Yes, it is possible to delay aging. Few human studies support the same hypothesis that dietary antioxidant supplementation could be beneficial in delaying the aging process. Vitamin E can extend the life expectancy of men by 2 years if they have a higher than average dietary intake of vitamin C and smoke less than one pack of cigarettes a day. A higher intake of green and yellow vegetables was significantly associated with a decrease in skin aging, measured as the extent of facial wrinkles in the crow's feet area.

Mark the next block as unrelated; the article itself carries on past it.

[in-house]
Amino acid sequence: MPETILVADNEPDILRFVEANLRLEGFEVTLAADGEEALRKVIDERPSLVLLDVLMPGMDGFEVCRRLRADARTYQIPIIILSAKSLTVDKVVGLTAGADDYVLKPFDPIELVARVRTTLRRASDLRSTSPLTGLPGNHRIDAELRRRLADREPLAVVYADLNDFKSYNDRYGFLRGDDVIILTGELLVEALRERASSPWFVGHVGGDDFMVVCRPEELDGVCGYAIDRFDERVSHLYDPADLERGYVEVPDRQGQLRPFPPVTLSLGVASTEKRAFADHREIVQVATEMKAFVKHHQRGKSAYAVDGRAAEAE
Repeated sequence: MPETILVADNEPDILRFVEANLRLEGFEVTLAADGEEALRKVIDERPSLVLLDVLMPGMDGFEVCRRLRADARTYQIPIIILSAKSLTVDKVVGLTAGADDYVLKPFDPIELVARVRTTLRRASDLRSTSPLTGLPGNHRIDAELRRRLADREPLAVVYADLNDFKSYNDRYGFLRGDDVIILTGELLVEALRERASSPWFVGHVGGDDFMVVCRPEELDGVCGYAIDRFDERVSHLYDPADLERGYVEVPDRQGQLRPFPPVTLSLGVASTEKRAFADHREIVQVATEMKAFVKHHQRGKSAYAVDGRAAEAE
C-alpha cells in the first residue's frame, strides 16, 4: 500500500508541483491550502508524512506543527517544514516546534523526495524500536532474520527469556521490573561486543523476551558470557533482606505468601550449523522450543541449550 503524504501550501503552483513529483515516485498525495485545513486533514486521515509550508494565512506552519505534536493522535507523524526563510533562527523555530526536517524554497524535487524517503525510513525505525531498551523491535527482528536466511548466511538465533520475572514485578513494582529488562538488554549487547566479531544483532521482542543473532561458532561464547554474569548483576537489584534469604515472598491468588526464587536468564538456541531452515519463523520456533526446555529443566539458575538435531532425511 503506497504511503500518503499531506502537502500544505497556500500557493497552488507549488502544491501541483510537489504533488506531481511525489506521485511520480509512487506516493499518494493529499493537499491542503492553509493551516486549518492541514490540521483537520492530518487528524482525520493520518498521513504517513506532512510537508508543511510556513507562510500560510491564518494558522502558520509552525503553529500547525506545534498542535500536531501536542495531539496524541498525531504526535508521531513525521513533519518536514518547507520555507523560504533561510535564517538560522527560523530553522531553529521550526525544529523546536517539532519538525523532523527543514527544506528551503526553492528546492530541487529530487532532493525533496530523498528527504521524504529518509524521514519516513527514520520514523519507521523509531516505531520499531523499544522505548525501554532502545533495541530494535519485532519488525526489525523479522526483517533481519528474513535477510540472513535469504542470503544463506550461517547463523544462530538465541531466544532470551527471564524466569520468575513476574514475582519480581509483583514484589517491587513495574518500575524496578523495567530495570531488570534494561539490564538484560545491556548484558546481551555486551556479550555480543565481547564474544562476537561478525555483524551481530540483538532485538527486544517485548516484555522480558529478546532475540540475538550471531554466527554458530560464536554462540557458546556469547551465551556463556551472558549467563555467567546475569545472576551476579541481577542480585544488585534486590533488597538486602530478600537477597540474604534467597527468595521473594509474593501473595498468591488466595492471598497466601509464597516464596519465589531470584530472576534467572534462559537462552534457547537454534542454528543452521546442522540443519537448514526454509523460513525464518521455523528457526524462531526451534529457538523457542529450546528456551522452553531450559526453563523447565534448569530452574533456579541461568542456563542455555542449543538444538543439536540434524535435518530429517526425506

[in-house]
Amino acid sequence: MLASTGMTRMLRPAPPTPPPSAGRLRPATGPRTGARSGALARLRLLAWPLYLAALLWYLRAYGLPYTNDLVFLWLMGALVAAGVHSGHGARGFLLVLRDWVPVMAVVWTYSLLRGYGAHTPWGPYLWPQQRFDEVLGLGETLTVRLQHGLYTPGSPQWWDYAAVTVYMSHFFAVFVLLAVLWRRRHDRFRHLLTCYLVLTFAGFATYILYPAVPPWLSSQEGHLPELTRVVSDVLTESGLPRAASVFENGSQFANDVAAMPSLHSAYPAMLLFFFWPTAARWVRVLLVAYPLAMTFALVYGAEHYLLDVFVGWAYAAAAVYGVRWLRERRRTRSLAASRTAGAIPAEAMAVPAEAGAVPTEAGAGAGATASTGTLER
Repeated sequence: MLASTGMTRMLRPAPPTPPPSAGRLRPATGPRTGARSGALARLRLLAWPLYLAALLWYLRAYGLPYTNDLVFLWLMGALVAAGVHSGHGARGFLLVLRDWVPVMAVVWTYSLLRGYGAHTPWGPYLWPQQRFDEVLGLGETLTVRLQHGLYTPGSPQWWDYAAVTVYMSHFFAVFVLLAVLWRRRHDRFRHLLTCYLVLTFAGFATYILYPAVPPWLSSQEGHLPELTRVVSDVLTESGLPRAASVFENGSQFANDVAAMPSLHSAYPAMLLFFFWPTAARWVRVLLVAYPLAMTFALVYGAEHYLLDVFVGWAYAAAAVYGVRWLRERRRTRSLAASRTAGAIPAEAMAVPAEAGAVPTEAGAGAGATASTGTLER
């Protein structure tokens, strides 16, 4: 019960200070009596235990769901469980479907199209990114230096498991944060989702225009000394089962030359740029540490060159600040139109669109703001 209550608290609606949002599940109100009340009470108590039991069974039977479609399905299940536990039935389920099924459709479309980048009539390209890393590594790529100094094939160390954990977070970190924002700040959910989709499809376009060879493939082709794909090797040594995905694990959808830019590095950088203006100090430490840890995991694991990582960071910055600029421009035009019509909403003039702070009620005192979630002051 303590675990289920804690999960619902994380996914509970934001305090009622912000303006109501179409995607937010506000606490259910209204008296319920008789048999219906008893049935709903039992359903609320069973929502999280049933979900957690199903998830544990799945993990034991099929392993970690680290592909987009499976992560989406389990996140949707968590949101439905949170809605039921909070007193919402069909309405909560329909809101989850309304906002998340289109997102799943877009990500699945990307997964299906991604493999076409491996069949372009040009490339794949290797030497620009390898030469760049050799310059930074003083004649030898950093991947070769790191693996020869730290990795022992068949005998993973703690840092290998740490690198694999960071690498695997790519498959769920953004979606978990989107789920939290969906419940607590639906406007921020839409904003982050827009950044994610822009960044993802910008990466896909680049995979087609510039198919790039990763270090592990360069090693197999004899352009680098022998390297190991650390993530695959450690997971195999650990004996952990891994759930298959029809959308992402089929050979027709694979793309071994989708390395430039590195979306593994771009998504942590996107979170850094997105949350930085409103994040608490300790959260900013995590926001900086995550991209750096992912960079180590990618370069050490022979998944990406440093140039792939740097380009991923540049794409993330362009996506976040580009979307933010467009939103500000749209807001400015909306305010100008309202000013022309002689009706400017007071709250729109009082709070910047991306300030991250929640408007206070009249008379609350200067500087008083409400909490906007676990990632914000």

Treating aging would allow for much more effective and better treatments to prevent, delay, or even reverse aging-related diseases. An example is the TAME (Targeting Aging with Metformin) trial, which aims to find out if the antidiabetic drug metformin can delay aging and reduce the risk of many aging-related diseases at the same time (R). For example, the immune system rejects stem cells (this is the case of “allogeneic stem cells that come from other people”) or they are already aged and damaged (this is the case of autologous stem cells, which come from your own aging body). Various biotechnology companies and research groups are trying to identify rejuvenating substances in young blood, with the aim of administering them to humans to improve health and delay or even partially reverse aging (R).
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